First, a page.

A federal judge has refused to block Maine environmental regulators from enforcing a mercury cleanup order at a former chemical plant’s Orrington landfills.
Mallinckrodt LLC of St. Louis, a subsidiary of U.S. Surgical, sued in federal court to prevent the Maine Department of Environmental Protection from enforcing the cleanup, which could cost more than $100 million. The order calls for removal of 370,000 tons of mercury-laced soil.
On Monday, U.S. District Judge John Woodcock denied Mallinckrodt’s request for a temporary restraining order that would have blocked the DEP order.
That will likely force the company to appeal to the state Board of Environmental Protection while a larger complaint against the DEP is pending with the court, the Bangor Daily News reported Tuesday.
Mallinckrodt said it has undertaken more than $35 million in stabilization and remediation measures at the former HoltraChem facility in Orrington. The company says the DEP-ordered excavation would expose the public to mercury that’s already secured.
“We respectfully disagree with the state’s decision to pursue a course of action that risks mercury exposure to the public by excavating materials that are already encapsulated in landfills,” Kathryn Zeigler, director of environmental remediation for Mallinckrodt, said in a statement.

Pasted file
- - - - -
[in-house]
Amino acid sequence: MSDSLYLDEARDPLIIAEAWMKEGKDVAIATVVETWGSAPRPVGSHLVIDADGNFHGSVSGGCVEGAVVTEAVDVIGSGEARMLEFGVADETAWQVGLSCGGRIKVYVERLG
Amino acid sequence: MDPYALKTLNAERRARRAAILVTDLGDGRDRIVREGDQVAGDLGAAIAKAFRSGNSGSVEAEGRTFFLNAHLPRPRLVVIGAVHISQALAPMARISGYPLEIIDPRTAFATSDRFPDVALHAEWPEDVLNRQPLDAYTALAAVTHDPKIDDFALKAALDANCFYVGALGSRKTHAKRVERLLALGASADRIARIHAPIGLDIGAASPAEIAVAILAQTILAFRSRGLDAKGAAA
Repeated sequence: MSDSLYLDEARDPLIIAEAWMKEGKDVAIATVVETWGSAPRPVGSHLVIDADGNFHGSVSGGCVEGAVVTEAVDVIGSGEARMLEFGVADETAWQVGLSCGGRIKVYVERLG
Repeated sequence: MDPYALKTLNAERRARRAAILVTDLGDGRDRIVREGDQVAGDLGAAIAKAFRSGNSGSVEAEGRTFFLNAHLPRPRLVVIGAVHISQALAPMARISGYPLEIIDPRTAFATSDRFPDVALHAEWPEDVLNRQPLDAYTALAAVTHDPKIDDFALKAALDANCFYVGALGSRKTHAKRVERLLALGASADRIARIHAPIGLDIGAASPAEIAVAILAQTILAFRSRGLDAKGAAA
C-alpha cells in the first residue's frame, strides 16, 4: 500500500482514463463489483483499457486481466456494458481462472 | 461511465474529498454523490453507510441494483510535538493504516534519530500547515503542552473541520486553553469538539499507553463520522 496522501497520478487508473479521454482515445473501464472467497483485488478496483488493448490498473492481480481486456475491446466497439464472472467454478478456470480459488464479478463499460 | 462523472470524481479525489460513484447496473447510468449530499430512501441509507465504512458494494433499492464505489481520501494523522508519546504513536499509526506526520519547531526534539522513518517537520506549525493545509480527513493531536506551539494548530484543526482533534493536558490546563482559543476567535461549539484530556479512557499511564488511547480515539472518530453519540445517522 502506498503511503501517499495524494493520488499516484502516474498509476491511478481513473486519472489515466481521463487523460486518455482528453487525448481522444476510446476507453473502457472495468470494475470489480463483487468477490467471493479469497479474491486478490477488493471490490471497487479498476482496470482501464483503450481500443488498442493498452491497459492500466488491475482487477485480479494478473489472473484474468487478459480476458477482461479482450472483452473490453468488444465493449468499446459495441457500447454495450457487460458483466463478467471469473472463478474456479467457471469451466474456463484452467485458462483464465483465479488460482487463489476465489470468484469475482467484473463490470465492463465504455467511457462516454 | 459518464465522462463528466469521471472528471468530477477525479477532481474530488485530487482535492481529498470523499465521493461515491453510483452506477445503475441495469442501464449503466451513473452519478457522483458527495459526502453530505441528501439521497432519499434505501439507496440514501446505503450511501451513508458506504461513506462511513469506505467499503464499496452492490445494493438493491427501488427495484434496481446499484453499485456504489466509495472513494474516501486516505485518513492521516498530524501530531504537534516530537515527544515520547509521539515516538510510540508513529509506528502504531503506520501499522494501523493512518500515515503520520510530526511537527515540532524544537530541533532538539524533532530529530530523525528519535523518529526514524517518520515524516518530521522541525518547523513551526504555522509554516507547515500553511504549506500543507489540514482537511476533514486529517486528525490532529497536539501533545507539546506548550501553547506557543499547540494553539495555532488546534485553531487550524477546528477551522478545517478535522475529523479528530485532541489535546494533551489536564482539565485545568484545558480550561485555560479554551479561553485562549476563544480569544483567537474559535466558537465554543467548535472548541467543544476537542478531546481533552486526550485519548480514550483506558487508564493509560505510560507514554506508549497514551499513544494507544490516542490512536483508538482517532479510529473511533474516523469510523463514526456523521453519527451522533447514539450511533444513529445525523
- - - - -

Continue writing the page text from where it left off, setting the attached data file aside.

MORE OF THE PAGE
DEP Commissioner David Littell said the state anticipated “a long battle, with many side battles and legal skirmishes, to get Mallinckrodt and U.S. Surgical to clean up the site.”
HoltraChem supplied chlorine and other chemicals for the paper industry and was New England’s largest producer of toxic mercury at the time it closed in 2000. Mallinckrodt owned the plant from 1967 to 1982 and is the only former owner still in business.
The DEP contends the soil removal is needed to protect the public health of area residents and the long-term ecological health of the Penobscot River.
A Nov. 24 order from the DEP requires Mallinckrodt to begin removing landfill soils by May. Soils toxic enough to be considered hazardous waste would be disposed of at a special facility in Canada.
Information from: Bangor Daily News
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